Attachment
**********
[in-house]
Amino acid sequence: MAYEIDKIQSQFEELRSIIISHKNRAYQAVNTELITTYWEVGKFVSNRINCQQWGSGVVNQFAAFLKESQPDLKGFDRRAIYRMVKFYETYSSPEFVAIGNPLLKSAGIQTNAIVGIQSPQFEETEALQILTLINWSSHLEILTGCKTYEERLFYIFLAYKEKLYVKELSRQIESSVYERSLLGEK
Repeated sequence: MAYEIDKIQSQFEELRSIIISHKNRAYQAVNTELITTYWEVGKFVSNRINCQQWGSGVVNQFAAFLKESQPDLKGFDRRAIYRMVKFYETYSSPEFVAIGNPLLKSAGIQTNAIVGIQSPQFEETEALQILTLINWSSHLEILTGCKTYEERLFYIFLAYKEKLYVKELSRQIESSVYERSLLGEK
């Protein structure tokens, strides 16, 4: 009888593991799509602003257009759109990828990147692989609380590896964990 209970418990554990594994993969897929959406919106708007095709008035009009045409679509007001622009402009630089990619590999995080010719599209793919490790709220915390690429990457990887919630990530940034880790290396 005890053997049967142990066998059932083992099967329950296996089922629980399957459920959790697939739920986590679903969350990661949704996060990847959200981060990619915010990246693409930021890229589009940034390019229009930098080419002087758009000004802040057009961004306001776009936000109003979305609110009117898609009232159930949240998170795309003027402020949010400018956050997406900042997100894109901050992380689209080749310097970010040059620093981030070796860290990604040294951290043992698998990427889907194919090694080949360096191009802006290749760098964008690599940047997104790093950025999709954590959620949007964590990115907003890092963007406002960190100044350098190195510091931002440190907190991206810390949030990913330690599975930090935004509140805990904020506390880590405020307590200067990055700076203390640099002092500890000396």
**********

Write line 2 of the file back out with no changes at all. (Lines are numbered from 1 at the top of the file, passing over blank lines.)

Amino acid sequence: MAYEIDKIQSQFEELRSIIISHKNRAYQAVNTELITTYWEVGKFVSNRINCQQWGSGVVNQFAAFLKESQPDLKGFDRRAIYRMVKFYETYSSPEFVAIGNPLLKSAGIQTNAIVGIQSPQFEETEALQILTLINWSSHLEILTGCKTYEERLFYIFLAYKEKLYVKELSRQIESSVYERSLLGEK